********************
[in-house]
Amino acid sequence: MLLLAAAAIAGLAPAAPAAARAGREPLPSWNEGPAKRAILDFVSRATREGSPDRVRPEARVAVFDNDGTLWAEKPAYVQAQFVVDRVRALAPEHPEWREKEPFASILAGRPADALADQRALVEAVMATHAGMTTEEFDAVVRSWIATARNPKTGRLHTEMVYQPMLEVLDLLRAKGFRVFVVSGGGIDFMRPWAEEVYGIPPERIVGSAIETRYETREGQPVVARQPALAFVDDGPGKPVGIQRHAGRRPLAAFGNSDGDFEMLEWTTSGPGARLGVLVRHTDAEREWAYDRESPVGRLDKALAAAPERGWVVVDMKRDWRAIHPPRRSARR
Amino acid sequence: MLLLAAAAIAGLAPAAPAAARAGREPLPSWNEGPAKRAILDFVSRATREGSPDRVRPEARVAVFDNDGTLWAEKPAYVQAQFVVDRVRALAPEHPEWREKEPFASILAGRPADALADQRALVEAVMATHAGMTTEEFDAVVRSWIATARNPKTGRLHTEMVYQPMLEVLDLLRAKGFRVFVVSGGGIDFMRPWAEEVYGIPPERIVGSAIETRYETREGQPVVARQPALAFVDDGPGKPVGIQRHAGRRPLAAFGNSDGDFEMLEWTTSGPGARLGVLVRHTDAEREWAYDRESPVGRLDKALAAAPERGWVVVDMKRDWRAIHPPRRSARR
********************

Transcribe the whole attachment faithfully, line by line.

[in-house]
Amino acid sequence: MLLLAAAAIAGLAPAAPAAARAGREPLPSWNEGPAKRAILDFVSRATREGSPDRVRPEARVAVFDNDGTLWAEKPAYVQAQFVVDRVRALAPEHPEWREKEPFASILAGRPADALADQRALVEAVMATHAGMTTEEFDAVVRSWIATARNPKTGRLHTEMVYQPMLEVLDLLRAKGFRVFVVSGGGIDFMRPWAEEVYGIPPERIVGSAIETRYETREGQPVVARQPALAFVDDGPGKPVGIQRHAGRRPLAAFGNSDGDFEMLEWTTSGPGARLGVLVRHTDAEREWAYDRESPVGRLDKALAAAPERGWVVVDMKRDWRAIHPPRRSARR
Amino acid sequence: MLLLAAAAIAGLAPAAPAAARAGREPLPSWNEGPAKRAILDFVSRATREGSPDRVRPEARVAVFDNDGTLWAEKPAYVQAQFVVDRVRALAPEHPEWREKEPFASILAGRPADALADQRALVEAVMATHAGMTTEEFDAVVRSWIATARNPKTGRLHTEMVYQPMLEVLDLLRAKGFRVFVVSGGGIDFMRPWAEEVYGIPPERIVGSAIETRYETREGQPVVARQPALAFVDDGPGKPVGIQRHAGRRPLAAFGNSDGDFEMLEWTTSGPGARLGVLVRHTDAEREWAYDRESPVGRLDKALAAAPERGWVVVDMKRDWRAIHPPRRSARR